Paradise is a Fabulous Suit
For the Congolese Sapeurs, haute couture isn't just an abiding passion, it's a religion.
By Anna Weinberg
Photos by Héctor Mediavilla Sabaté
Their canon of saints reads: Pierre Cardin, Roberto Cavalli, Dior, Fendi, Ferré, Gaultier, Gucci, Jourdan, Miyake, Prada, Saint Laurent, Versace, Yamamoto. A typical ballad runs: “Listen my love. On our wedding day/The label will be Torrente/The label will be Giorgio Armani/The label will be Daniel Hechter/The label for the shoes will be J. M. Weston.” Brussels, their shopping mecca, is referred to in Congolese as Lola, meaning paradise.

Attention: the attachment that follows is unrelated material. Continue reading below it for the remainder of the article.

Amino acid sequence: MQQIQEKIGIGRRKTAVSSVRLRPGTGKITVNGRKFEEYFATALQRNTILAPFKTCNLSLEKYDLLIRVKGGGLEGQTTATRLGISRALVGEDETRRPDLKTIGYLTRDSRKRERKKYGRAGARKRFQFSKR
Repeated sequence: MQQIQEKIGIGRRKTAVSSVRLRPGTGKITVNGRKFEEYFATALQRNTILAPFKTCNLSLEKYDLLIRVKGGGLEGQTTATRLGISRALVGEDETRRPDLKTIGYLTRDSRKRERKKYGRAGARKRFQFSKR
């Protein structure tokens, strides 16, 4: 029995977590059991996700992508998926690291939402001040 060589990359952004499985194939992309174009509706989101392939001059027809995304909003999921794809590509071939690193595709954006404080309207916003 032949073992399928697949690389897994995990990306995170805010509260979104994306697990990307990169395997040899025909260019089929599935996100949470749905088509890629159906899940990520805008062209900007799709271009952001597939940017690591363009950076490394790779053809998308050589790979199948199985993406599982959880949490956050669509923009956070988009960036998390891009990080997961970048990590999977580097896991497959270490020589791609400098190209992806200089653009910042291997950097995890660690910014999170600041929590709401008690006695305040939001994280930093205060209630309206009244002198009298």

These are sapeurs, acolytes of a 25-year-old movement called la SAPE—La Societé des Ambianceurs et des Personnes Élégantes (aka Kitendi, the religion of the cloth)-—that revolves around the possession of the most expensive, most luxurious, most extravagant fashion in the world. Followers of SAPE wear $10,000 jackets and $500 shoes, but these mostly young Congolese men otherwise barely eke out a living in the rubble of Kinshasa and Brazzaville or the ghettos of Paris and Brussels, washing dishes or washing bodies, and sometimes selling their own.
Thanks to D. in Dublin